In New Jersey, assets acquired during the marriage are subject to “equitable distribution.” This doesn’t necessarily mean every marital asset is automatically divided 50-50. It depends on several factors listed in the applicable the New Jersey ED statute, for instance, one spouse might have a greater financial need for the asset.
It can be difficult to properly divide marital assets on your own because which assets are considered “marital” is largely determined by New Jersey law. Therefore, when dividing marital assets, we evaluate your particular assets using the law to maximize your receiving the value of assets to which you would be entitled.
The first step is to identify the value of assets “acquired during the marriage” according to New Jersey law. For instance, the end date of the marriage is generally determined by the date the divorce complaint is filed with the court.
You often save time and money in legal fees if we reach a divorce agreement before the divorce complaint is filed. This is because once the divorce complaint is filed, the court imposes many procedural obligations on the parties with stringent deadlines, including for example, filing an “answer” to the complaint and appearing in court for a “case management conference.”
By the same token, procedural obligations are often unrelated to productively resolving any of the issues, yet they cost you in legal fees.
The next step is to determine if the asset legally belongs to one spouse. This might include, for instance, inheritances that have been kept separate and not used for “marital” expenditures, or gifts (as opposed to loans from third parties.)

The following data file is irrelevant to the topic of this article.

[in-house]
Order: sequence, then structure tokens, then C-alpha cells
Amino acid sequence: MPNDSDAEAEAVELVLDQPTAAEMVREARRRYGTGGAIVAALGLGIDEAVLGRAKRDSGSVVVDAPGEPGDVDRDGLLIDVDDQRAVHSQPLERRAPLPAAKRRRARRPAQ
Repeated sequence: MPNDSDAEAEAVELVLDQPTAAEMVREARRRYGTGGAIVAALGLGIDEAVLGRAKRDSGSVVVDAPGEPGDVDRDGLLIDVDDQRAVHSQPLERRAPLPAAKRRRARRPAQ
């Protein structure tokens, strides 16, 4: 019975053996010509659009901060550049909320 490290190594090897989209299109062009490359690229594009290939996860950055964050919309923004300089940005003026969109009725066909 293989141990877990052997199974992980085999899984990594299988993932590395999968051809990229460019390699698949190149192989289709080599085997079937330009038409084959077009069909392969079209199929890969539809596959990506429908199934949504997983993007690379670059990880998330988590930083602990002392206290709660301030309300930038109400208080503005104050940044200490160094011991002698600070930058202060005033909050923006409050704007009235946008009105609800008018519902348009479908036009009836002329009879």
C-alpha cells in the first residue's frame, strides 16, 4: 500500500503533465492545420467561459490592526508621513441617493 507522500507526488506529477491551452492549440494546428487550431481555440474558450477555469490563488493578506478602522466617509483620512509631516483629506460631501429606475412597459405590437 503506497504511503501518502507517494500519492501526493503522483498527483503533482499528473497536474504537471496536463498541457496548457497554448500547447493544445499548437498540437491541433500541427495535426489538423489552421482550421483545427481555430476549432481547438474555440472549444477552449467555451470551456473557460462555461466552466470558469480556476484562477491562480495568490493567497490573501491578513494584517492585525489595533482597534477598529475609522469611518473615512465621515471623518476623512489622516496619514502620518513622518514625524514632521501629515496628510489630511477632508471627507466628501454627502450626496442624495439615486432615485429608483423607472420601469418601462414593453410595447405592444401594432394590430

Once we’ve properly identified the pool of assets to be divided, the next step is to designate the value of each marital asset. This is not always cut and dry. For instance, valuing a business, pension plan, or commercial real estate often requires the assistance of an outside professional accountant, actuary, or real estate appraiser.
We intentionally select an expert that gives us the “the best bang for the buck” while enlisting the cooperation of your spouse’s lawyer. For example, selecting a forensic accountant skilled in mediation would be less costly and more effective than simply choosing one to prepare a report for court at a much higher cost and could lead to a “battle of the experts.”
Unlike many attorneys, I ensure that the outcome, in reality, works for your unique financial circumstances and the result is in line with what you ultimately want to achieve.
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